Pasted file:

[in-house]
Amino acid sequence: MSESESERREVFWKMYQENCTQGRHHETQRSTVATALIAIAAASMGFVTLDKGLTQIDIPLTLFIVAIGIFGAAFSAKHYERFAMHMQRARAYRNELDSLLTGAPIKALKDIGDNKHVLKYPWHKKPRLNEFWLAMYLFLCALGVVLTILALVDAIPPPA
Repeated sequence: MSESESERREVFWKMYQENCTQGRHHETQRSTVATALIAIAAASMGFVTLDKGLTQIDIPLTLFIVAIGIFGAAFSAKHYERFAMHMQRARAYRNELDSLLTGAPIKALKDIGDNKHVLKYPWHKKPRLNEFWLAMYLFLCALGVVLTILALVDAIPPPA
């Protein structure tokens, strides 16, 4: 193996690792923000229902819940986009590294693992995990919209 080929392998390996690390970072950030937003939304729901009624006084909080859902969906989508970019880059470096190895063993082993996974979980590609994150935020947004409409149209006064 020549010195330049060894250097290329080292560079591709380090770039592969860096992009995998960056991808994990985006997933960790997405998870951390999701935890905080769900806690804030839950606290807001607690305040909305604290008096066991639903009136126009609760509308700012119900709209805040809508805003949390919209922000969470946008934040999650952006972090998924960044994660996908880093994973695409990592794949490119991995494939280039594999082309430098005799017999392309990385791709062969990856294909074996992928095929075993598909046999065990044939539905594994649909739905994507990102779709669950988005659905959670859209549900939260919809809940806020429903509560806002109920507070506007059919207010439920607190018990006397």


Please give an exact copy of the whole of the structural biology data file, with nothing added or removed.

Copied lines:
[in-house]
Amino acid sequence: MSESESERREVFWKMYQENCTQGRHHETQRSTVATALIAIAAASMGFVTLDKGLTQIDIPLTLFIVAIGIFGAAFSAKHYERFAMHMQRARAYRNELDSLLTGAPIKALKDIGDNKHVLKYPWHKKPRLNEFWLAMYLFLCALGVVLTILALVDAIPPPA
Repeated sequence: MSESESERREVFWKMYQENCTQGRHHETQRSTVATALIAIAAASMGFVTLDKGLTQIDIPLTLFIVAIGIFGAAFSAKHYERFAMHMQRARAYRNELDSLLTGAPIKALKDIGDNKHVLKYPWHKKPRLNEFWLAMYLFLCALGVVLTILALVDAIPPPA
């Protein structure tokens, strides 16, 4: 193996690792923000229902819940986009590294693992995990919209 080929392998390996690390970072950030937003939304729901009624006084909080859902969906989508970019880059470096190895063993082993996974979980590609994150935020947004409409149209006064 020549010195330049060894250097290329080292560079591709380090770039592969860096992009995998960056991808994990985006997933960790997405998870951390999701935890905080769900806690804030839950606290807001607690305040909305604290008096066991639903009136126009609760509308700012119900709209805040809508805003949390919209922000969470946008934040999650952006972090998924960044994660996908880093994973695409990592794949490119991995494939280039594999082309430098005799017999392309990385791709062969990856294909074996992928095929075993598909046999065990044939539905594994649909739905994507990102779709669950988005659905959670859209549900939260919809809940806020429903509560806002109920507070506007059919207010439920607190018990006397």